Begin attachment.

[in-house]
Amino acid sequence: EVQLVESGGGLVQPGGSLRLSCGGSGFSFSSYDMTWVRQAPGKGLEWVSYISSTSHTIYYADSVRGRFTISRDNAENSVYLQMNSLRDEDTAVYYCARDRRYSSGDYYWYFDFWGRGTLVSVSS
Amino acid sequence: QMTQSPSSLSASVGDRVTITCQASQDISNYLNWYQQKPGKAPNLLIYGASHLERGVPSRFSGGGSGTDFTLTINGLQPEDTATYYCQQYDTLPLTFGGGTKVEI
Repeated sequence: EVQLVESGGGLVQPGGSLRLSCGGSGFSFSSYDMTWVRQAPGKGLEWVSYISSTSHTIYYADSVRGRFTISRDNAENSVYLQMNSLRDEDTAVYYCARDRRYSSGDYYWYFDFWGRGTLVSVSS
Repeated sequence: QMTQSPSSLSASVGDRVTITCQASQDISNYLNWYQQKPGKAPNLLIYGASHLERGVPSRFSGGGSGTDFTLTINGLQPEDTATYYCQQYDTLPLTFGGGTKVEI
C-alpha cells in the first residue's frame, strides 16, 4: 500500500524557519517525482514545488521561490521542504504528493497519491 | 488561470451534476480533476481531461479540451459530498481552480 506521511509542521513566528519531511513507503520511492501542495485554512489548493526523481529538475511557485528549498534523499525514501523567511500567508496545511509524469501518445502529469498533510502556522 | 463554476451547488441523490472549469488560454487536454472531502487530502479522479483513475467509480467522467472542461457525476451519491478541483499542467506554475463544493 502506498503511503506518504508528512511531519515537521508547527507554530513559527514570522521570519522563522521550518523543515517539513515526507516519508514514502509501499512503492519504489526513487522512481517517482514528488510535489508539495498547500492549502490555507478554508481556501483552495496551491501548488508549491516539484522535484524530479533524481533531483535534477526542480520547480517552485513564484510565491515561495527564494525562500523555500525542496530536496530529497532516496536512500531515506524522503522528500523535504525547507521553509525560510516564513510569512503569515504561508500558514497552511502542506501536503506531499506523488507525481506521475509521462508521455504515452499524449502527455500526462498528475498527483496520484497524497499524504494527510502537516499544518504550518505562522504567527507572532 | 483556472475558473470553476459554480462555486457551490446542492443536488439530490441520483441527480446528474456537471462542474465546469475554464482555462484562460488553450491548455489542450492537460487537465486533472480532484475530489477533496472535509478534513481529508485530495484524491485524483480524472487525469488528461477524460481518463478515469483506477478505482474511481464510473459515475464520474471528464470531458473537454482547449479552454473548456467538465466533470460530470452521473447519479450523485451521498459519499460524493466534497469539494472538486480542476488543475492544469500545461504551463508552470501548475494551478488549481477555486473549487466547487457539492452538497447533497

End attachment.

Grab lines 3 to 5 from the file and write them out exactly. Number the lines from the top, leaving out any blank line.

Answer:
Amino acid sequence: QMTQSPSSLSASVGDRVTITCQASQDISNYLNWYQQKPGKAPNLLIYGASHLERGVPSRFSGGGSGTDFTLTINGLQPEDTATYYCQQYDTLPLTFGGGTKVEI
Repeated sequence: EVQLVESGGGLVQPGGSLRLSCGGSGFSFSSYDMTWVRQAPGKGLEWVSYISSTSHTIYYADSVRGRFTISRDNAENSVYLQMNSLRDEDTAVYYCARDRRYSSGDYYWYFDFWGRGTLVSVSS
Repeated sequence: QMTQSPSSLSASVGDRVTITCQASQDISNYLNWYQQKPGKAPNLLIYGASHLERGVPSRFSGGGSGTDFTLTINGLQPEDTATYYCQQYDTLPLTFGGGTKVEI